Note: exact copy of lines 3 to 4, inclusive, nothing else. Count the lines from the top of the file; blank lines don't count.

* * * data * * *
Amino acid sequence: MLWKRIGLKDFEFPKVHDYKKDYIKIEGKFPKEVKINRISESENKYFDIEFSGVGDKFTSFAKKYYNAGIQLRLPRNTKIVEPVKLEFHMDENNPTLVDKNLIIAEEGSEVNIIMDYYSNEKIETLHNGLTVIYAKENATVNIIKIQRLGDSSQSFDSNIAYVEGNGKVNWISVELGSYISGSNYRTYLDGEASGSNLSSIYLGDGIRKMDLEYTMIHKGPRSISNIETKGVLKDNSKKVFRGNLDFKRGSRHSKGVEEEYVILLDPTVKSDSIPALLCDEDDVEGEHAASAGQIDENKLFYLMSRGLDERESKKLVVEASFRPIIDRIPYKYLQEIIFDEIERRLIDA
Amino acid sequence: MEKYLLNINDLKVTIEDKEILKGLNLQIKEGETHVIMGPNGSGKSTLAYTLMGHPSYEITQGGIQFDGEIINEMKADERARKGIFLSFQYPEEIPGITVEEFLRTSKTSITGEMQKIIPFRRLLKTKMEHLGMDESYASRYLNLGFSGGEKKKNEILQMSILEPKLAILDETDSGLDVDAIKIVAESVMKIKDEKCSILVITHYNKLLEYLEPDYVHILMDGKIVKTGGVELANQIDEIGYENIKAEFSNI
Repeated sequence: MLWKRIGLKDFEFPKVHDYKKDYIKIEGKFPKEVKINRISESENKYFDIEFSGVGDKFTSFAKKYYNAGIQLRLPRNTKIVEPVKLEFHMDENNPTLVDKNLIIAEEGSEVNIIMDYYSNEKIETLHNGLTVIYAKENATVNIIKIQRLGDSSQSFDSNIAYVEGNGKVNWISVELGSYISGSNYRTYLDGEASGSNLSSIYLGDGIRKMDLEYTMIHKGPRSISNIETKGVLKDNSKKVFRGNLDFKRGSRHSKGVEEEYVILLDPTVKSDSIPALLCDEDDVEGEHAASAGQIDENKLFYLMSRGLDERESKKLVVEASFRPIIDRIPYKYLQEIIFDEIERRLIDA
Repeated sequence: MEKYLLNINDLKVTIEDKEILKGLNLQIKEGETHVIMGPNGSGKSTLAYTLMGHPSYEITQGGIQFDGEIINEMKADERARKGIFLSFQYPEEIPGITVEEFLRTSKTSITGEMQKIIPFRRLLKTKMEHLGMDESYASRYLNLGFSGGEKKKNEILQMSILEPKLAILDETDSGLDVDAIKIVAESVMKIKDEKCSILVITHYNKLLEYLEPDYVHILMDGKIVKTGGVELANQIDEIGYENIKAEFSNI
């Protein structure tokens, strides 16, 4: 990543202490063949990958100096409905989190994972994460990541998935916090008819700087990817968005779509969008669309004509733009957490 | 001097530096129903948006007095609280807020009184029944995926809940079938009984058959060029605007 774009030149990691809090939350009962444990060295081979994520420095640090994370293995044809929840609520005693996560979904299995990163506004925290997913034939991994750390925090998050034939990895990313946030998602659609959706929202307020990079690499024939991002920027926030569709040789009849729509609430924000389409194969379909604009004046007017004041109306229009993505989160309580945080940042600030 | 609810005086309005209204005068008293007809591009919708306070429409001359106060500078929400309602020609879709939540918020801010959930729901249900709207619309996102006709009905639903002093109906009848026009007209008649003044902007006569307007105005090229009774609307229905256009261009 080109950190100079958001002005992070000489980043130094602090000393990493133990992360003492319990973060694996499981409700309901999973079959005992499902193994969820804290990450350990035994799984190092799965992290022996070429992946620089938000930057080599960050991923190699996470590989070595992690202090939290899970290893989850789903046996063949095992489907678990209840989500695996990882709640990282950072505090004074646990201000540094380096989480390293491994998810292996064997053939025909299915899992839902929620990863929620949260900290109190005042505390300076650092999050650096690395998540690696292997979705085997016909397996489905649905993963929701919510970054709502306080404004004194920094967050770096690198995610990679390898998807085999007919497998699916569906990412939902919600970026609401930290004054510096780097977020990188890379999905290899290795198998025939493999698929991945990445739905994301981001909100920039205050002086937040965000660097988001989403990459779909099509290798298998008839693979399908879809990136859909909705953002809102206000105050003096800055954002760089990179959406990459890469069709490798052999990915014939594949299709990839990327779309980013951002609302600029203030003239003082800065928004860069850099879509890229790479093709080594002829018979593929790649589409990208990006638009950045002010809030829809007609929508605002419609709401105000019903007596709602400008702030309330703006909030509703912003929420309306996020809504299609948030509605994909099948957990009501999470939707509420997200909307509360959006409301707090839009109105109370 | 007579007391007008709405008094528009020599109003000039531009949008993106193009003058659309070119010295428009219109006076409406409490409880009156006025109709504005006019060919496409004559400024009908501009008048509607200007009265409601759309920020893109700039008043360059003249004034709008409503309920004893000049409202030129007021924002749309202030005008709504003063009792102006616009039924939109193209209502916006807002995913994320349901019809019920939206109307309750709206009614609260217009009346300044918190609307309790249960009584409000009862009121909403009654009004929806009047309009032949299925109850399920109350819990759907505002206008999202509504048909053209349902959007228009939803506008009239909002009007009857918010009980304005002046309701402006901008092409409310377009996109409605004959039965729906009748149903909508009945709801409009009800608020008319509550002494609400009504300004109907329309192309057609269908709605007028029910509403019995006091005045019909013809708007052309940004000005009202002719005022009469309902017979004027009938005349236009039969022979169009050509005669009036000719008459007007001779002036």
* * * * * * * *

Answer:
Repeated sequence: MLWKRIGLKDFEFPKVHDYKKDYIKIEGKFPKEVKINRISESENKYFDIEFSGVGDKFTSFAKKYYNAGIQLRLPRNTKIVEPVKLEFHMDENNPTLVDKNLIIAEEGSEVNIIMDYYSNEKIETLHNGLTVIYAKENATVNIIKIQRLGDSSQSFDSNIAYVEGNGKVNWISVELGSYISGSNYRTYLDGEASGSNLSSIYLGDGIRKMDLEYTMIHKGPRSISNIETKGVLKDNSKKVFRGNLDFKRGSRHSKGVEEEYVILLDPTVKSDSIPALLCDEDDVEGEHAASAGQIDENKLFYLMSRGLDERESKKLVVEASFRPIIDRIPYKYLQEIIFDEIERRLIDA
Repeated sequence: MEKYLLNINDLKVTIEDKEILKGLNLQIKEGETHVIMGPNGSGKSTLAYTLMGHPSYEITQGGIQFDGEIINEMKADERARKGIFLSFQYPEEIPGITVEEFLRTSKTSITGEMQKIIPFRRLLKTKMEHLGMDESYASRYLNLGFSGGEKKKNEILQMSILEPKLAILDETDSGLDVDAIKIVAESVMKIKDEKCSILVITHYNKLLEYLEPDYVHILMDGKIVKTGGVELANQIDEIGYENIKAEFSNI